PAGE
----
I blogged yesterday on the apparently large number of incidents, often negative, that have happened on the 30th January over the years, and on Twitter afterwards, I surmised that perhaps there is not an unusual number of world events on this date, it is just that I am familiar with quite a few, and so the date resonates in my head. I thought, therefore, that it would be worth looking at today, 31st January, and compare.
Although there are a number of events on the 31st, I cannot help but think that there are generally fewer than the previous day. Over the years, the 31st January has seen the execution of Guido (Guy) Fawkes for his part in the Gunpowder Plot in 1606, Germany’s first attempted large scale use of poison gas at the Battle of Bolimow in 1915, The Battle of George Square in Glasgow in 1919, and in 1968, the Tet Offensive started. A truck bomb in Colombo, Sri Lanka, killed at least 86 people, and injured 1400 in 1996. In 2000, 88 people were killed when an Alaska Airlines plane crashed, and in 2001, Abdelbaset al Megrahi was convicted for his part in the Lockerbie bombing.
It has been a good day for Astronomy and Astrophysics. In 1862 the white dwarf Sirius-B, a companion star to Sirius, in 1958, the first successful US satellite, Explorer 1, was launched, and James Van Allen discovered the Van Allen radiation belt. Ham the chimp travelled into orbit in 1961 as part of Project Mercury, and in 1966, the Soviet Union launched Luna 9, the first craft to achieve a soft lunar landing. In 1971, Apollo 14 was launched, one of the few manned mission to the moon. 1996 saw Comet Hyakutake being discovered by Japanese amateur astronomer Yuji Hyakutake.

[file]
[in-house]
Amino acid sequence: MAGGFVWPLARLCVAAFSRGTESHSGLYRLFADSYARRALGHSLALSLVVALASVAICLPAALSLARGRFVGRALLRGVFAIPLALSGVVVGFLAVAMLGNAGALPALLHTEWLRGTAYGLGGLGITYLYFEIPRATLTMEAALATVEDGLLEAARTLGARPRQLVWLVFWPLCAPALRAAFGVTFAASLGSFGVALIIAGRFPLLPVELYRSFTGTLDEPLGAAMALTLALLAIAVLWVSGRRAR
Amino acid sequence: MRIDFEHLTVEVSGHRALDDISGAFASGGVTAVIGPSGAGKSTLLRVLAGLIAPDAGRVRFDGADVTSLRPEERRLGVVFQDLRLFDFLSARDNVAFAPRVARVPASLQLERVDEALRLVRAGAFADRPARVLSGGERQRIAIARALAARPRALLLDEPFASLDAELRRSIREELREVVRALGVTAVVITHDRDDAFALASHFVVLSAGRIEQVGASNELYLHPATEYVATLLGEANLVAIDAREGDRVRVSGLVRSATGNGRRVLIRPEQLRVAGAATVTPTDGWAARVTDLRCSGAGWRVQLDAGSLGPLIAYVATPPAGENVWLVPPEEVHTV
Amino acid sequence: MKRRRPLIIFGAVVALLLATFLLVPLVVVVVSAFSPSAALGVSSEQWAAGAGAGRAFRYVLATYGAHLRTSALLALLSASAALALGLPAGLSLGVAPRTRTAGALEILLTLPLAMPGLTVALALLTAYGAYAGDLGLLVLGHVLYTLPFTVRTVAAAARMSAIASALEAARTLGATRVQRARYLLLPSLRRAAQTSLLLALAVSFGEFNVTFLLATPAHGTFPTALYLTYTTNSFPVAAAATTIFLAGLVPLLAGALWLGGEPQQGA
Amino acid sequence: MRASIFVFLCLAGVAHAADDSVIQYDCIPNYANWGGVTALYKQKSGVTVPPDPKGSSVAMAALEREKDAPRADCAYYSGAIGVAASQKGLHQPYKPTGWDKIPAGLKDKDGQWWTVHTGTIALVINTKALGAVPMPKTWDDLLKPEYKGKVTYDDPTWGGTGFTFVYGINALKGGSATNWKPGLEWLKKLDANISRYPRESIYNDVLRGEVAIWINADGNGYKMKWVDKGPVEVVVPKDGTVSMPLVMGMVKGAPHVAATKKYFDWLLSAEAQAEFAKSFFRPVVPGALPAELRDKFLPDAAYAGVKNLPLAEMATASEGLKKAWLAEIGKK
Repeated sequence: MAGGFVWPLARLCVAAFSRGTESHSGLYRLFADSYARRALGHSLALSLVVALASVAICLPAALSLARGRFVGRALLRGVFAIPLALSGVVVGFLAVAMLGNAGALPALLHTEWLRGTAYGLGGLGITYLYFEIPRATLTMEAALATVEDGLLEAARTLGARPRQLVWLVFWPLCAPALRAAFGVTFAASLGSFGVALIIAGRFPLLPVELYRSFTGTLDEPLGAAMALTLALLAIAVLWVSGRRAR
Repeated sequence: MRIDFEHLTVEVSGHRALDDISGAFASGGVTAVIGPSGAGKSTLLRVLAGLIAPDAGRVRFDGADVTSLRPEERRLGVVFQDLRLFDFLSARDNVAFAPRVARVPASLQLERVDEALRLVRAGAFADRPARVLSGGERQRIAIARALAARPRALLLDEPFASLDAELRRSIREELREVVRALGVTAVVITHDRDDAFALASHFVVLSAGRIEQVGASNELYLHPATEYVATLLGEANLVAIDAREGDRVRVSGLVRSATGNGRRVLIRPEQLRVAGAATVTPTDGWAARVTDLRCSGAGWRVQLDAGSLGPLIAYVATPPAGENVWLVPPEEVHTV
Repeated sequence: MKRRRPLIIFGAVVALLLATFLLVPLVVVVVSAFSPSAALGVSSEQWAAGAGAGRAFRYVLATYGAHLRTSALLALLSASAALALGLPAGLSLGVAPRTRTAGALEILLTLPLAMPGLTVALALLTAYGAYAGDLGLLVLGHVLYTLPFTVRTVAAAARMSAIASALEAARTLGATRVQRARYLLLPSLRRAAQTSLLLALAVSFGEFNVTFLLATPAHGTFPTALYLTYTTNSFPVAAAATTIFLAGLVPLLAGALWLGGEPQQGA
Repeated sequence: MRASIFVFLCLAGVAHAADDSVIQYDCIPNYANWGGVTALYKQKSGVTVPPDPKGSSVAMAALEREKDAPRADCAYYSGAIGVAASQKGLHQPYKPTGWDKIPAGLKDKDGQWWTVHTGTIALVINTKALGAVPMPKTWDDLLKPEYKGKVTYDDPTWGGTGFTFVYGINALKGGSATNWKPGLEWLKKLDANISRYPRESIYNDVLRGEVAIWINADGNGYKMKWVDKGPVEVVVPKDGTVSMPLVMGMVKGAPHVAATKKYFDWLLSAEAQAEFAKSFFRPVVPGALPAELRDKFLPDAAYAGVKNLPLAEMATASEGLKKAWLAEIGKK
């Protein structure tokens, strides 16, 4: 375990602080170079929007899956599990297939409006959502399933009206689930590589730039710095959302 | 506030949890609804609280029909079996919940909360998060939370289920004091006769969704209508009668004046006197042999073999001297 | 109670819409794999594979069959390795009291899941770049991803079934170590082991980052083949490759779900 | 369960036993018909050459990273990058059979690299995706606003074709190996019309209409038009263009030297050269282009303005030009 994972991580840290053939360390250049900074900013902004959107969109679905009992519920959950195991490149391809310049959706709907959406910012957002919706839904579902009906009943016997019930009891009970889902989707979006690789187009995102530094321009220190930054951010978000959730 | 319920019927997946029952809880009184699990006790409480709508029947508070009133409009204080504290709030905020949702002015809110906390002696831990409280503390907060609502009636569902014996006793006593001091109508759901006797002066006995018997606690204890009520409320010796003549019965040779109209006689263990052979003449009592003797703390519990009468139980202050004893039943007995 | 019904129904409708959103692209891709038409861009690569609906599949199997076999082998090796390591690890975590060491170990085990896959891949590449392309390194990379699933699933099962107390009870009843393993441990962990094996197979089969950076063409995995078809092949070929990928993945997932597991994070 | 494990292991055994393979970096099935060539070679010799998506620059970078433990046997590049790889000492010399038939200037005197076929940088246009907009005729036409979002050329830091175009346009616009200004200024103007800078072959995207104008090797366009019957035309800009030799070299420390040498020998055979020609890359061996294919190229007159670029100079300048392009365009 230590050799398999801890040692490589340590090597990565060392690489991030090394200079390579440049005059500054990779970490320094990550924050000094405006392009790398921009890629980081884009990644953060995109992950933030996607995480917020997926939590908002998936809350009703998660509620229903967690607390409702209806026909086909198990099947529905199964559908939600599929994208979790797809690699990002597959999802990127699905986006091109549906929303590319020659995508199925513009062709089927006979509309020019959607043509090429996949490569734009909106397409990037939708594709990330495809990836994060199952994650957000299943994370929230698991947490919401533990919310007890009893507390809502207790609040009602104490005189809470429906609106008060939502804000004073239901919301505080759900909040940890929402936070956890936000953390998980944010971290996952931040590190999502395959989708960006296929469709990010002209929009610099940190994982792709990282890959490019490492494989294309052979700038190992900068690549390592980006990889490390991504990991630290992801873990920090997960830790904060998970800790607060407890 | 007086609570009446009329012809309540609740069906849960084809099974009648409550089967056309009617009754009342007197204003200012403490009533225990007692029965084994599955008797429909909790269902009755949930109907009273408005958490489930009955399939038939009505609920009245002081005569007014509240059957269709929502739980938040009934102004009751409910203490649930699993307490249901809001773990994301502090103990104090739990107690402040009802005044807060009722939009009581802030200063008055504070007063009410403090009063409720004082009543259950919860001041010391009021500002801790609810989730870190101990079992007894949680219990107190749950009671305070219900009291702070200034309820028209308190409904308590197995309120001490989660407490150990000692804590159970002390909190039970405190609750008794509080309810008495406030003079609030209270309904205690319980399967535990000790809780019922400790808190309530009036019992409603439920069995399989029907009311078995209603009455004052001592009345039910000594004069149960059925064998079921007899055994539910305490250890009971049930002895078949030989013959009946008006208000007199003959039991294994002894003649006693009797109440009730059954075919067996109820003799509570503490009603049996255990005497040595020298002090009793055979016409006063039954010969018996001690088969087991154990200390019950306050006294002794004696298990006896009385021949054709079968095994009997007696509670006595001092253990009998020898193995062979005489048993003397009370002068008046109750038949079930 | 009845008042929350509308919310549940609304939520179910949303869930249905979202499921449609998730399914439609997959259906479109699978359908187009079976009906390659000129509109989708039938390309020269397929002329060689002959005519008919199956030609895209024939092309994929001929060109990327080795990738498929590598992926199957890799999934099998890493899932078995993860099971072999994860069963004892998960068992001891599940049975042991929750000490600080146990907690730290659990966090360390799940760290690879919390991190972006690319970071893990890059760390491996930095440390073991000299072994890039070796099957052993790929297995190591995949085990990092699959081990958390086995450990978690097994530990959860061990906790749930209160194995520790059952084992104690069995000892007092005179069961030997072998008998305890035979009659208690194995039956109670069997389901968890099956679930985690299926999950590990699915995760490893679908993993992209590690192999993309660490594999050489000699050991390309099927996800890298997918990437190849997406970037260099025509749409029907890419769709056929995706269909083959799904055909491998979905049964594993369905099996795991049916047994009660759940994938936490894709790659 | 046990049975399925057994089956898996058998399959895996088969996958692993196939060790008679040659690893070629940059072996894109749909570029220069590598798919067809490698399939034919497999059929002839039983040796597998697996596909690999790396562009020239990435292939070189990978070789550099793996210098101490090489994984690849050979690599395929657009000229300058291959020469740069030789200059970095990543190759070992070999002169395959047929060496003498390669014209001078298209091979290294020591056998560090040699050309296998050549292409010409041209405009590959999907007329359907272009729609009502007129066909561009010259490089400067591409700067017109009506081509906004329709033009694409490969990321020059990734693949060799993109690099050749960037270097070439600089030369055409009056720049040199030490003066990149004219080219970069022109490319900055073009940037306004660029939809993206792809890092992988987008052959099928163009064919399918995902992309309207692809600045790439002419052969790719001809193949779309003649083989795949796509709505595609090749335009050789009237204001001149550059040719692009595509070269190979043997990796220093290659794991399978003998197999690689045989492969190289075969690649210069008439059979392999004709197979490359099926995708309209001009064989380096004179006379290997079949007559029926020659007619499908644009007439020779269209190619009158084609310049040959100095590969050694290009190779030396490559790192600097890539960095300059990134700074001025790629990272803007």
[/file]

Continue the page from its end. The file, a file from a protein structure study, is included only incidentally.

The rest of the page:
If you have heard of the Milwaukee Bridge War, then this was settled on this date in 1846. The settlements of Juneautown and Kilbourntown had a dispute that included mobs forming, a few skirmishes, and bridges being burned. On 31st January 1846, the bridge war ended with a new bridge being opened and those on the east side and west side being unified as the city of Milwaukee.